Ask yourself what would happen if you lost your job or primary income stream. Could you cut back on your spending enough to make ends meet, and would you be capable of covering your expenses over a long duration? If your answer is no, chances are you are spending beyond your means and not saving enough.
Many people tend to spend most of what they earn, and take on financial liabilities that will burden them well into their financial future. Some examples include mortgage, long term rental agreements, vehicle financing, student loans, and even something as simple as a cell phone contract can make the difference between saving money and taking on debt. These decisions will have a direct effect on your ability to retire later in life.
Liabilities are more common among Millennials who are college educated, raising questions about whether or not a college degree is an automatic ticket to a better financial future. PwC analysis found that 31% of all Millennials, and 44% of college-educated Millennials, carry more than one source of outstanding long-term debt. According to the Federal Reserve, total student loan balances at the end of March 2015 were reported as $1.27 trillion. That isn’t the only debt which is burdening this generation, a report on www.creditcards.com points out that as of 2013, a person born between 1980 and 1984 had on average $5,689 more in credit card debt than his or her parents at the same stage of life and $8,156 more in credit card debt than his or her grandparents.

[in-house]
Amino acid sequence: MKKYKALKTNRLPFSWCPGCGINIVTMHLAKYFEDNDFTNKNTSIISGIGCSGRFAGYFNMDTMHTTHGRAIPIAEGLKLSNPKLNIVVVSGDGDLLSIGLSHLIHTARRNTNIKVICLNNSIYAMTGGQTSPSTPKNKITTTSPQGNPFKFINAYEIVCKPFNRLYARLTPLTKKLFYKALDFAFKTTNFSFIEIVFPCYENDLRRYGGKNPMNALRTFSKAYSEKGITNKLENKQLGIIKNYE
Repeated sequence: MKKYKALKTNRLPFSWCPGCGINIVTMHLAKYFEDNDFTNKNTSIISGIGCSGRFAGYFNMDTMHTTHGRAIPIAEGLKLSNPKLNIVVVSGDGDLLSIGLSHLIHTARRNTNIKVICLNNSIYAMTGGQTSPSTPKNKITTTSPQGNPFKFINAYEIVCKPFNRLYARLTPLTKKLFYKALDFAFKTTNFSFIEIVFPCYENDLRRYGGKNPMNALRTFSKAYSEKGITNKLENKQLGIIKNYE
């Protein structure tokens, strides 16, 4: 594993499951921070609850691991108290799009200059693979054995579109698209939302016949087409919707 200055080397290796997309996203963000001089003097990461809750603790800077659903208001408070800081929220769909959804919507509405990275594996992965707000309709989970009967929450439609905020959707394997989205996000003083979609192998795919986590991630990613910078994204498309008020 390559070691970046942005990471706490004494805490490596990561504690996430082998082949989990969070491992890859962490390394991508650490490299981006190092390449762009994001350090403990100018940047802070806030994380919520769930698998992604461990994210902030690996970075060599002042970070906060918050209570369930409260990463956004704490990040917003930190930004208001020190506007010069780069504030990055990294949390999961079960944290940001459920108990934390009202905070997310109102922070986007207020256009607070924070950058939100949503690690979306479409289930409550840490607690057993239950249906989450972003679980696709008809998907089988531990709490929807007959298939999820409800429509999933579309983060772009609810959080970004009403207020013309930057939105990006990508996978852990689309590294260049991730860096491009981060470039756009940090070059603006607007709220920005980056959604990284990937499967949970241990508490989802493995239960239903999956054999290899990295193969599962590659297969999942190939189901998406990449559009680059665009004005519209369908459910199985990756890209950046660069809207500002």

Even people who are well prepared for retirement can find themselves having trouble making ends meet. They don’t take the unexpected into account, and before they know it what they thought was a great pension isn’t enough to cover basic living expenses. Poorly managed pension plans can lose significant value, and the beneficiaries have their retirement benefits cut. Sometimes workers don’t get the severance package they were expecting, which abruptly changes their financial outlook. Retired workers who are overly reliant on pension and severance payouts may find themselves forced to take on debt, or go back to work in order to cover unexpected/underestimated expenses.
According to the Congressional Budget Office, the 2008 financial crisis wiped out 2 trillion dollars worth of American’s retirement savings, and the value of pension funds fell by approximately 1 trillion dollars. It just goes to show that you must expect the unexpected when it comes to safeguarding your retirement. But how many people haven’t made any plans for retirement? In a report by US Government Accountability Analysis, of all households with members aged 55 or older, nearly 29 percent have neither retirement savings nor a traditional pension plan. Not only does this lack of planning have an impact on them personally, but also places a tremendous strain on the rest of society; forcing them to cover social security costs for these people.
The lesson is simple, instead of spending more when times are good and you have excess disposable income, start thinking about what you will need to do when times get tough. It’s never too late to begin preparing for your future.